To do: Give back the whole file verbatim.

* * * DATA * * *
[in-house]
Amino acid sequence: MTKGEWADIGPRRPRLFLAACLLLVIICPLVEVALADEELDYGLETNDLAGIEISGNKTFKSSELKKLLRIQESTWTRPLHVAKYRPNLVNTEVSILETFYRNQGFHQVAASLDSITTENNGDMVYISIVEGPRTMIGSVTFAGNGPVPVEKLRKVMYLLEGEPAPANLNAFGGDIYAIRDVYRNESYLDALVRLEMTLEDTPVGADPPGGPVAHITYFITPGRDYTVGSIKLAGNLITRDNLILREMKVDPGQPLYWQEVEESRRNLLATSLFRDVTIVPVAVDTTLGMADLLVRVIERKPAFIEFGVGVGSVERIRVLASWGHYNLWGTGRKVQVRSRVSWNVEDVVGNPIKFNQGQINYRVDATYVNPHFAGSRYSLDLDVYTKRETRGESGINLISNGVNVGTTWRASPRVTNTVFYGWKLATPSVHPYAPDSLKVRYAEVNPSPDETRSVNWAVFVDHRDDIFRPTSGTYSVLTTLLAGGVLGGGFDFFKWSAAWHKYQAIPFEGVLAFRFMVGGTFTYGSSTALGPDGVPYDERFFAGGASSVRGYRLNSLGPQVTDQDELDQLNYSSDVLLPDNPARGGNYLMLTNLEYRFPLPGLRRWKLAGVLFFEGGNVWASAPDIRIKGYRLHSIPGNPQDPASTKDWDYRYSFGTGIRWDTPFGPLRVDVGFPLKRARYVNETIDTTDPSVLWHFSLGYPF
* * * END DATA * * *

[in-house]
Amino acid sequence: MTKGEWADIGPRRPRLFLAACLLLVIICPLVEVALADEELDYGLETNDLAGIEISGNKTFKSSELKKLLRIQESTWTRPLHVAKYRPNLVNTEVSILETFYRNQGFHQVAASLDSITTENNGDMVYISIVEGPRTMIGSVTFAGNGPVPVEKLRKVMYLLEGEPAPANLNAFGGDIYAIRDVYRNESYLDALVRLEMTLEDTPVGADPPGGPVAHITYFITPGRDYTVGSIKLAGNLITRDNLILREMKVDPGQPLYWQEVEESRRNLLATSLFRDVTIVPVAVDTTLGMADLLVRVIERKPAFIEFGVGVGSVERIRVLASWGHYNLWGTGRKVQVRSRVSWNVEDVVGNPIKFNQGQINYRVDATYVNPHFAGSRYSLDLDVYTKRETRGESGINLISNGVNVGTTWRASPRVTNTVFYGWKLATPSVHPYAPDSLKVRYAEVNPSPDETRSVNWAVFVDHRDDIFRPTSGTYSVLTTLLAGGVLGGGFDFFKWSAAWHKYQAIPFEGVLAFRFMVGGTFTYGSSTALGPDGVPYDERFFAGGASSVRGYRLNSLGPQVTDQDELDQLNYSSDVLLPDNPARGGNYLMLTNLEYRFPLPGLRRWKLAGVLFFEGGNVWASAPDIRIKGYRLHSIPGNPQDPASTKDWDYRYSFGTGIRWDTPFGPLRVDVGFPLKRARYVNETIDTTDPSVLWHFSLGYPF